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Mortgage Applications Ride 9.2% Increase on Low Interest Rates

A rash of new concerns in debt-saddled Europe drove investors to U.S. Treasury debt, keeping mortgage rates at all-time lows and leading mortgage application volume to tick up 9.2 percent.


The ""Mortgage Bankers Association"":http://www.mbaa.org/ (MBA) recorded an 8.7 percent increase in applications for the Market Composite Index on a seasonally unadjusted basis.

""A flare up of the sovereign debt troubles in Europe once again led investors to flee to the safety of [U.S.] Treasury securities last week. As a result, mortgage rates have reached new lows in our survey, and refinancing application volumes picked up substantially as a result,"" ""Michael Fratantoni"":http://www.mbaa.org/files/SpeakersBureau/FrantantoniM.pdf, MBA's VP of research and economics, said in a statement.

He said that survey participants signaled that interest in the Home Affordable Refinance Program (HARP) waned relative to new volume, with refinance share falling to 28 percent of refinance applications, down from last month.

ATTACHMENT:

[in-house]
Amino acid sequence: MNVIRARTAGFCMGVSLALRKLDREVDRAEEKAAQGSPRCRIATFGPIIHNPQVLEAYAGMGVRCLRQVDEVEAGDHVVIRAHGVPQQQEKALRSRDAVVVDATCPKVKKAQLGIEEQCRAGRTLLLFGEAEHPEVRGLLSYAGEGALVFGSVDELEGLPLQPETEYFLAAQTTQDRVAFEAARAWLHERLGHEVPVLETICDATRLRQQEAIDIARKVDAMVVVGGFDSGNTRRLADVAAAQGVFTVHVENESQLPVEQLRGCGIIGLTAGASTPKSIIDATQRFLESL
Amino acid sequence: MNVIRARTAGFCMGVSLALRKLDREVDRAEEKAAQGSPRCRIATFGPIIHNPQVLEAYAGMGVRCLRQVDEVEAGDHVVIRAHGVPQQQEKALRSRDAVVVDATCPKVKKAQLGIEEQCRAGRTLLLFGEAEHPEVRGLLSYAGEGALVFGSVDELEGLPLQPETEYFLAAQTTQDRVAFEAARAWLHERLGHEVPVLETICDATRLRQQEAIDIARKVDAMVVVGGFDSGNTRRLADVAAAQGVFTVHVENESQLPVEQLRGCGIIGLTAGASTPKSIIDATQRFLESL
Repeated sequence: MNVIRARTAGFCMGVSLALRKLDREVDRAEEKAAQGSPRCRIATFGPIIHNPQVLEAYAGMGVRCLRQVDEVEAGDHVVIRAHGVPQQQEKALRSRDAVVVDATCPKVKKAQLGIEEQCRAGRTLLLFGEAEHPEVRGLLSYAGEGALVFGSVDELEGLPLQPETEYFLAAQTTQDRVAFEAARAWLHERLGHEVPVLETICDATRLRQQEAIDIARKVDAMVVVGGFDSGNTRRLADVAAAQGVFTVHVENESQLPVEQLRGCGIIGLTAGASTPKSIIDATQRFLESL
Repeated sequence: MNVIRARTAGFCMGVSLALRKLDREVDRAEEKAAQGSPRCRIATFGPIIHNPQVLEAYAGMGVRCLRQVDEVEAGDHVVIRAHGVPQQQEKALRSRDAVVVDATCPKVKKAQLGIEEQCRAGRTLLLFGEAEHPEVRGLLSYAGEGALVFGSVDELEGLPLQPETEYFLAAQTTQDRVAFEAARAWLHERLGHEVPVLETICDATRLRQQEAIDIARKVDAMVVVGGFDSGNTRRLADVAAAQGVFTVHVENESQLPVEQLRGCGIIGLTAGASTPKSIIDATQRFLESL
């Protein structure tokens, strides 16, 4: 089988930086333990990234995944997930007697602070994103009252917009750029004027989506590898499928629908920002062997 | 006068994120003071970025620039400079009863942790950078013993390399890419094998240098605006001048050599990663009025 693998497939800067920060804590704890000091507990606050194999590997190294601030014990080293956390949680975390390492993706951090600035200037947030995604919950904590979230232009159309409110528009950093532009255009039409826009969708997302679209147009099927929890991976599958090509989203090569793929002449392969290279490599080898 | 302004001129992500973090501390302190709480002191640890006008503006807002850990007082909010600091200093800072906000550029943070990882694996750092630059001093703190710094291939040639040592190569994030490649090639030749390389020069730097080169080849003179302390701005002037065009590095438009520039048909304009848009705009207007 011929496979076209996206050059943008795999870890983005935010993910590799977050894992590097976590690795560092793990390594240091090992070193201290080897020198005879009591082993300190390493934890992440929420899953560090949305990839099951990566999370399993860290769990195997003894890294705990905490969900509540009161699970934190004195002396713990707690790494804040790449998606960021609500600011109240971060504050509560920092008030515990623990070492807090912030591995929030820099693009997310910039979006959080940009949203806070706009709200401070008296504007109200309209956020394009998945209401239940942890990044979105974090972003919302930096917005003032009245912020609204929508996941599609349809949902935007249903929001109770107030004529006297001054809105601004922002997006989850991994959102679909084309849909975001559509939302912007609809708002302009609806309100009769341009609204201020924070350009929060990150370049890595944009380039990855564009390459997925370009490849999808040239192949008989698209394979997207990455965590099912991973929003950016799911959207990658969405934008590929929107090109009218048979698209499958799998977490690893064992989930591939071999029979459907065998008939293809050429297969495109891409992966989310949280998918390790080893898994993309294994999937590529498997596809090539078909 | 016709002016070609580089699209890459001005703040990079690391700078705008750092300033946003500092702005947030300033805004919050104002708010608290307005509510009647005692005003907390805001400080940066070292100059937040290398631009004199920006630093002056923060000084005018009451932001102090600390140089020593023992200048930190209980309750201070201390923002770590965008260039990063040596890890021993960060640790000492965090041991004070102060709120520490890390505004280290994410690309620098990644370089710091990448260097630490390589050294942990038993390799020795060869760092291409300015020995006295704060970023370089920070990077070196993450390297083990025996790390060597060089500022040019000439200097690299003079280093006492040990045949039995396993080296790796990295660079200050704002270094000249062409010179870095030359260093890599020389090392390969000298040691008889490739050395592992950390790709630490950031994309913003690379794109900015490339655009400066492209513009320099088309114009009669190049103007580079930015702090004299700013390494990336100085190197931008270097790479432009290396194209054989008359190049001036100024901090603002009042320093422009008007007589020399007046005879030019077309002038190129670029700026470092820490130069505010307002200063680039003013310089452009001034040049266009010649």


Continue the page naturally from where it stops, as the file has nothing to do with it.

The Refinance Index ticked up by 13 percent from the week before, led by concentrated interest in conventional loans. Government refinance applications hovered at 4 percent last week, while the refinance share of mortgage activity stepped up to 74.9 percent of total volume from 72.1 percent from the week before.

The four-week moving average went up 1.88 percent for the Refinance Index, 1.77 percent for the seasonally adjusted Market Index, and 1.57 percent for the Purchase Index.

The adjustable-rate mortgage share of activity fell to 5.4 percent from 5.7 percent of total application volume from the last week.

Mortgage rates slammed into new lows last week and again this week, according to real estate Web site ""Zillow"":http://www.zillow.com/, which found rates for the 30-year fixed-rate mortgage at 3.59 percent, the lowest recorded by the company since it began tracking rates in 2008.

Analysts credit an upset in Greek elections last week with the rush by investors to U.S. Treasury debt, with policymakers in the Mediterranean country likely seeing elections next week if the parliament is unable to form a coalition government.

About Author: Ryan Schuette

Ryan Schuette is a journalist, cartoonist, and social entrepreneur with several years of experience in real-estate news, international reporting, and business management. He currently lives in the Washington, D.C., area, where he freelances for DS News and MReport.

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